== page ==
Photographer Lakin Ogunbanwo treats photography as his calling. Born in Lagos, Nigeria, Ogunbanwo studied Law before he made the switch to photography in 2012.
“I honestly didn’t choose photography, photography chose me,” he said in an interview with Vogue. “I’ve always liked images (even growing up and for as long as I’ve remembered I’ve always had a camera) and the first time it occurred to me that I could use a camera to produce a distinct feeling was when I made portraits of my sisters.” Now, his striking portraits are featured in glamorous publications like the New York Times, i-D, GQ and Riposte.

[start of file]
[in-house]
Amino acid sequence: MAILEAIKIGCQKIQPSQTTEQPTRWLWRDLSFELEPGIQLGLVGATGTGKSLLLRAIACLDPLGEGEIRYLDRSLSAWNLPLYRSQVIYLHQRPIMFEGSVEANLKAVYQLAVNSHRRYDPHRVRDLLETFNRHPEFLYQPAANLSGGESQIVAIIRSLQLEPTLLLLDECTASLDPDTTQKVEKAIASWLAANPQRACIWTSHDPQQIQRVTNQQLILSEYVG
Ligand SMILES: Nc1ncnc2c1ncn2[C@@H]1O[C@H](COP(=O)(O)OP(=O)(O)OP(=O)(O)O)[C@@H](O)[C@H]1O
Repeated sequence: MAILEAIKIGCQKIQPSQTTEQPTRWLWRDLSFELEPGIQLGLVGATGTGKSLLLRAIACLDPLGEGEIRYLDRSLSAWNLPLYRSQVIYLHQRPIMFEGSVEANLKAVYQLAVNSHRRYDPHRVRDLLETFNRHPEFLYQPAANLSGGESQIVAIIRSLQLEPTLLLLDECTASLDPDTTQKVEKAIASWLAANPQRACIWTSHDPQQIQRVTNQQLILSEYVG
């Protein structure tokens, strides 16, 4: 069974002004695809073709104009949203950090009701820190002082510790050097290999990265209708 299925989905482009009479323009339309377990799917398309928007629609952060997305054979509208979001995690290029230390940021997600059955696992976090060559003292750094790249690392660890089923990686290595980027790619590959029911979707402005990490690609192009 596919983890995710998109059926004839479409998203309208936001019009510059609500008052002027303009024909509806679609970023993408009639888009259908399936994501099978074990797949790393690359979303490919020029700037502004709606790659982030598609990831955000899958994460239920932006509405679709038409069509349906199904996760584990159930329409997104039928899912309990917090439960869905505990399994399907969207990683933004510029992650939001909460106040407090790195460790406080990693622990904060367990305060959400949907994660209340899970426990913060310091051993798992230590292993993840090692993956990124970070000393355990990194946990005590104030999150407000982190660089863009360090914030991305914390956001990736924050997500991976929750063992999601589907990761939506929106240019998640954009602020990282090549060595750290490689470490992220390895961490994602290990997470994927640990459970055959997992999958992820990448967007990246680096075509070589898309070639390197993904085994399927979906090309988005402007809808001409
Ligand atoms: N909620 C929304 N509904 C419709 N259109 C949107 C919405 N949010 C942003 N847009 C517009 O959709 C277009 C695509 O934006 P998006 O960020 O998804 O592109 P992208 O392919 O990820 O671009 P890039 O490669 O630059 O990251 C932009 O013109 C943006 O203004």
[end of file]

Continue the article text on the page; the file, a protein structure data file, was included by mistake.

In his most recent series, “e wá wo mi” (come look at me), Ogunbanwo photographs Nigerian brides from Yoruba, Igbo, and Hausa-Fulani tribes. Mostly hidden under elaborate headpieces and beaded veils, the brides look mysterious as they are majestic, making for a striking effect.
“This series is my first time using women as subjects,” admitted the photographer. “I am very aware of this as a man, and prefer to engage with this work fully as an outsider. It is important to note that this is an expansion on existing forms of womanhood and femininity, and not a way of defining. I can be inspired by women, and femininity, but I am not seeking to say who has access to this, or what this is.”
Take a look.